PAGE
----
25 instructors booked for fake diplomas

Korea Times March 21, 2007

Police yesterday booked 25 instructors at private institutes in Seoul on charges of forging their college diplomas.
The National Police Agency sought an arrest warrant for the director of an institute in Seodaemun-gu, northwestern Seoul, while the rest are being investigated without detention.

The 40-year-old director, identified as Lee, is accused of paying 5 million won ($5,300) to a broker in December 2004, and receiving five copies of diplomas from Seoul National University.

Police said that since 1999 Lee had fraudulently claimed that he was an SNU graduate and taught Korean and comprehensive writing. He also accepted forged diplomas from 20 teachers he hired, earning a total 620 million won.

“We’ve investigated 4,500 teachers at private institutes in Seoul who claimed to have graduated from Seoul National University, Korea University and Yonsei University, and found out that 25 of them were fakes,” a police investigator said.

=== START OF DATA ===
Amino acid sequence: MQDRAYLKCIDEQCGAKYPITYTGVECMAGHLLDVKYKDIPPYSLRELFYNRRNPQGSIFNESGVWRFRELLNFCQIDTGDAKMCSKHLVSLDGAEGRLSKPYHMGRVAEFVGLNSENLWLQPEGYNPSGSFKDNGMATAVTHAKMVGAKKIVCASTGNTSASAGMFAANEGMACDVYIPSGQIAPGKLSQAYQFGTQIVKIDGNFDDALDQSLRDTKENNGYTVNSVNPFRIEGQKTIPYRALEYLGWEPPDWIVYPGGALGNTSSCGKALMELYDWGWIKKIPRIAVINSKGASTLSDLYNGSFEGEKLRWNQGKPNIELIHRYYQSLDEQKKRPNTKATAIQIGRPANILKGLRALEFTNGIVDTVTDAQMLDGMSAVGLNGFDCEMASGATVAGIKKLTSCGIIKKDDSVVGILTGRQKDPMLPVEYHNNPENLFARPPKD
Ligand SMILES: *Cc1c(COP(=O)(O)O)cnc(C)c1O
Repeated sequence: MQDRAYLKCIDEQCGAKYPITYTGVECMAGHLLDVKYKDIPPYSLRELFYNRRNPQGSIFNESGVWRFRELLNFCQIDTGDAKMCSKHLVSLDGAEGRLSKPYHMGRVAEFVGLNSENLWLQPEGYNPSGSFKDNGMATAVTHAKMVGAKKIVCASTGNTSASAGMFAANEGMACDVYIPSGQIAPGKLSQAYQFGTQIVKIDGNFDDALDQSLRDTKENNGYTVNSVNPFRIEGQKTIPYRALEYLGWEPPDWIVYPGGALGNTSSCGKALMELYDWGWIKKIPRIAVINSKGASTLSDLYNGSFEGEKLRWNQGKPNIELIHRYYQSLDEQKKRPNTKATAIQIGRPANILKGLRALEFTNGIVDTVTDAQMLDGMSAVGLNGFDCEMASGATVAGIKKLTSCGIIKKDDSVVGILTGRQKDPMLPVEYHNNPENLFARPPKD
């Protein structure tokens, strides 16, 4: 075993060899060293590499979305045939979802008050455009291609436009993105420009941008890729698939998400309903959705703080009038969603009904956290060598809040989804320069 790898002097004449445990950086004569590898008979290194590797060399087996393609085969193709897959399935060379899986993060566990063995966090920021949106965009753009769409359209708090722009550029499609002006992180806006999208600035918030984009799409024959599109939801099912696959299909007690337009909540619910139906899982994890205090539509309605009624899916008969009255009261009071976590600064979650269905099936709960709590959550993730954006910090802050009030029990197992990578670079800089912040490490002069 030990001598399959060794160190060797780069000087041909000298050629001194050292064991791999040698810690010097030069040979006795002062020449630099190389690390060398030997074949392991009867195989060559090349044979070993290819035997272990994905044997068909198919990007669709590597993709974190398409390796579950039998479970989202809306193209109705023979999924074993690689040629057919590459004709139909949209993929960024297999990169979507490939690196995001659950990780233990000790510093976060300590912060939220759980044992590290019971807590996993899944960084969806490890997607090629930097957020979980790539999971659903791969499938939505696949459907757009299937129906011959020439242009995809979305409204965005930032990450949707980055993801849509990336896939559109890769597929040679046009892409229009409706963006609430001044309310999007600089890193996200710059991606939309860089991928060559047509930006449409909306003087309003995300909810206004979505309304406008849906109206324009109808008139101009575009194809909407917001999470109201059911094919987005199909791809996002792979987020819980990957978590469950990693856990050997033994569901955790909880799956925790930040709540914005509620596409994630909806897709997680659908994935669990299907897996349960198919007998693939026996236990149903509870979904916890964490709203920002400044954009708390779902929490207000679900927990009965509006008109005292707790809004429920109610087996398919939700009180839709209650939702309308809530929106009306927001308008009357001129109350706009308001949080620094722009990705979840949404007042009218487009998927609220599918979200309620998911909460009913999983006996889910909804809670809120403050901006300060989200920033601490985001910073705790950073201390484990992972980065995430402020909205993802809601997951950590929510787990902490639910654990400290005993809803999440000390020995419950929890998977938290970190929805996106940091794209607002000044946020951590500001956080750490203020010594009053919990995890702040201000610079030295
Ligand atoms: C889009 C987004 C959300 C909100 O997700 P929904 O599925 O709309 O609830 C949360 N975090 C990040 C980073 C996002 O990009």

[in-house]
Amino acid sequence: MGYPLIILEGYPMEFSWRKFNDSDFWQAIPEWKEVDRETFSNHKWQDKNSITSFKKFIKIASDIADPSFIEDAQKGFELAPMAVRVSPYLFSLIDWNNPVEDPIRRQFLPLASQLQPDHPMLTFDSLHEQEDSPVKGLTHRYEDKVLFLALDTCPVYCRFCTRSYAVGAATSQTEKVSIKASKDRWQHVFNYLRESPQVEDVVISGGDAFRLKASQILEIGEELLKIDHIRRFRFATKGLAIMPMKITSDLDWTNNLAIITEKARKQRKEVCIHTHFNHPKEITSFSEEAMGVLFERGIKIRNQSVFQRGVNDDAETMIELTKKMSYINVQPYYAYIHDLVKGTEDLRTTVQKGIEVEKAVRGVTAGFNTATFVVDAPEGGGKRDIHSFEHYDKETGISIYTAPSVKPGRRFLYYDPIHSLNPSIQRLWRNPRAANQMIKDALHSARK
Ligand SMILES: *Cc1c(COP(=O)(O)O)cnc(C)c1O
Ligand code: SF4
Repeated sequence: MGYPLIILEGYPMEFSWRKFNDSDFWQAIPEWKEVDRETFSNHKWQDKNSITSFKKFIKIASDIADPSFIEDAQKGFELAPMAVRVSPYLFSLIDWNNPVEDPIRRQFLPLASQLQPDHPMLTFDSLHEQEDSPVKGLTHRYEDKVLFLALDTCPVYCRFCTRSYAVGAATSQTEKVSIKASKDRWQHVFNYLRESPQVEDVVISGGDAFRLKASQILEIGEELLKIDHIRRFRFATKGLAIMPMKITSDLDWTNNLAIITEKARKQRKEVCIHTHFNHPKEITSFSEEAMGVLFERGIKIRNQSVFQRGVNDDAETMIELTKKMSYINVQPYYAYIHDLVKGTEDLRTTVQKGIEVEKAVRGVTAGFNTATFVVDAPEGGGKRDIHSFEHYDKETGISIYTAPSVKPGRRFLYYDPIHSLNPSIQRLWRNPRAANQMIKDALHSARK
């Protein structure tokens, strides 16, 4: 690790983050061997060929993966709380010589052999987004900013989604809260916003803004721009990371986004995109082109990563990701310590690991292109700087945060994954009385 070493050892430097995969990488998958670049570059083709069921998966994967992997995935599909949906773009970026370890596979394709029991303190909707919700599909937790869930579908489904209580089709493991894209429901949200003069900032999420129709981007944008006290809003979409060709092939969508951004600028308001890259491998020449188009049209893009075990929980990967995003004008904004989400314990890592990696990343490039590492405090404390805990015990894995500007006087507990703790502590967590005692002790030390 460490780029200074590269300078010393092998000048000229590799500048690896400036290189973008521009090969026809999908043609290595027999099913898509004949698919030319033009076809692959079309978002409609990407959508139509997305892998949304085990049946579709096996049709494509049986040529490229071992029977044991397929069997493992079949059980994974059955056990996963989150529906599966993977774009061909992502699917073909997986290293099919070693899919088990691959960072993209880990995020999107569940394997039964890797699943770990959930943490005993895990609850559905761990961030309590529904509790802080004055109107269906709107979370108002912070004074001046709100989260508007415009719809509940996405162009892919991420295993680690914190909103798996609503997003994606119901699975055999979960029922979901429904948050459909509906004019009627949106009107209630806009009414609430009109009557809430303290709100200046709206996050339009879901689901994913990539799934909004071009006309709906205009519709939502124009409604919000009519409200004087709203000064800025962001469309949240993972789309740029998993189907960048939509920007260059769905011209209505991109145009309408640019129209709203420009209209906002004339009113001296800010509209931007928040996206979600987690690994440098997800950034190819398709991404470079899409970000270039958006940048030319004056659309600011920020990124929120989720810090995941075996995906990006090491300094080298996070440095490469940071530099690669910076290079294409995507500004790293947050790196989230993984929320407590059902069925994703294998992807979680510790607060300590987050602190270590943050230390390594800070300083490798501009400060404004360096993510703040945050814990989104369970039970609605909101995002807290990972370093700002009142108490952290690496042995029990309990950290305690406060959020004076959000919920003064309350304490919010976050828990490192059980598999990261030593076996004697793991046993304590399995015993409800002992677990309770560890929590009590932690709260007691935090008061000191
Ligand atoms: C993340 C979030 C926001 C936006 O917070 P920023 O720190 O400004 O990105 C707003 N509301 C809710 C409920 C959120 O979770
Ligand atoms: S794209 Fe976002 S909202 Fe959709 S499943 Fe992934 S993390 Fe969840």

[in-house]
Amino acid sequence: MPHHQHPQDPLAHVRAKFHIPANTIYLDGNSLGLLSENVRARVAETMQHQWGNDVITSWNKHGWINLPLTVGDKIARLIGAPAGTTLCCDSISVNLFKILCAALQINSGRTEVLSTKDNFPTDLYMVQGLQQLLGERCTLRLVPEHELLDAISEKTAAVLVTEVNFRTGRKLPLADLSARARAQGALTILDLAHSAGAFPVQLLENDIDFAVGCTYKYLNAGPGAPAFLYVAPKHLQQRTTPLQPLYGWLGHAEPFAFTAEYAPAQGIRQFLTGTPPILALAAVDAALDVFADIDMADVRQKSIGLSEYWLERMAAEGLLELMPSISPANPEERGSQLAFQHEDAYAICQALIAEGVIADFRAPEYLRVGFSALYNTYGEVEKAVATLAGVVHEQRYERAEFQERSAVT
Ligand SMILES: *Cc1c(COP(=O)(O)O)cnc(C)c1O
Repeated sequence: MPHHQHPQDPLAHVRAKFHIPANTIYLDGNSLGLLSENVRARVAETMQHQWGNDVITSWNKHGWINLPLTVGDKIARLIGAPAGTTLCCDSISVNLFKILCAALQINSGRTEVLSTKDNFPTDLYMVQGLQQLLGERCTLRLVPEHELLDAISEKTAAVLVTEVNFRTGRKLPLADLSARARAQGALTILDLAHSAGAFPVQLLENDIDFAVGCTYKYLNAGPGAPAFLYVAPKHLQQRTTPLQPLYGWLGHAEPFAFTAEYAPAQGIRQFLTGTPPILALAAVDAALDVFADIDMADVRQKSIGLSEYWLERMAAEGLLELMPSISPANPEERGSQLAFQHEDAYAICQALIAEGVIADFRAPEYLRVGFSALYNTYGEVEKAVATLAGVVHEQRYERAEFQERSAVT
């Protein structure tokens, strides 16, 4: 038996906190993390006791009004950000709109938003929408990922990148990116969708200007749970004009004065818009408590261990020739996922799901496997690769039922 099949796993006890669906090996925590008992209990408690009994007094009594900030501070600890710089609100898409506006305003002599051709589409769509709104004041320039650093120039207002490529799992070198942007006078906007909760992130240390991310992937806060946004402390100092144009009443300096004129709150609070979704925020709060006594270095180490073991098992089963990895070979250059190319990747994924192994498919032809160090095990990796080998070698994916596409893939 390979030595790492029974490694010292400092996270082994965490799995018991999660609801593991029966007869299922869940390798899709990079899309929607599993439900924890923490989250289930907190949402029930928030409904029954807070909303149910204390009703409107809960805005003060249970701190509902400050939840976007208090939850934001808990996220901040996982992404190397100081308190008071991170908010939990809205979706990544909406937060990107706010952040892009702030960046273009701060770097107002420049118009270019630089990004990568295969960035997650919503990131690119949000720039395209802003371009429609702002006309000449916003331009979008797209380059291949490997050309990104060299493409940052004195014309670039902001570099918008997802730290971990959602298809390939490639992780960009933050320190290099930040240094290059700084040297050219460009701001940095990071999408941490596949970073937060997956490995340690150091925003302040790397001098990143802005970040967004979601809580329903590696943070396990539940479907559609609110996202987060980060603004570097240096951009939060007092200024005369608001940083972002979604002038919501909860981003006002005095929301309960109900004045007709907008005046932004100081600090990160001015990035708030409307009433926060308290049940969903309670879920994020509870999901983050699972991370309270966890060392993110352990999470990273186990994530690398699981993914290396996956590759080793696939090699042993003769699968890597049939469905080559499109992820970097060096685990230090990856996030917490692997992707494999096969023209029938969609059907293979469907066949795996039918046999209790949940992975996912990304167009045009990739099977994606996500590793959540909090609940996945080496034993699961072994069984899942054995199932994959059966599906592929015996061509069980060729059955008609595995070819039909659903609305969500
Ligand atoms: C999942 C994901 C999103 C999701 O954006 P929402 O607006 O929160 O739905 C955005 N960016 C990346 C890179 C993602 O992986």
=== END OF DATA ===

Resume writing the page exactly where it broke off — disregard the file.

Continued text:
“Most of them counterfeited the diplomas by using a computer scanner and photo editing software. Some only had high school diplomas.”

A 35-year-old teacher, identified as Sohn, had taken science courses at an institute for three months prior to his teaching job at Lee’s institute. Another 60-year-old teacher, who only has a high school diploma, was found to have taught biology at four different institutes for over 20 years.

Police said teachers earned up to 4 million won a month.

“Graduates from such high-profile colleges not only attract many students, but also gain much trust from the parents, which might have pressured them to fake their diplomas,” the investigator said.

A graduate of the medical college of Korea University claimed he had majored in English, and taught English for five months. Police said he did it to pay off his debts.

“Thirty-three educational government officials have to supervise over 13,000 institutes in Seoul. Consequently, many forged diplomas and certificates don’t get reported to educational offices,” the investigator said.


By Annie I. Bang


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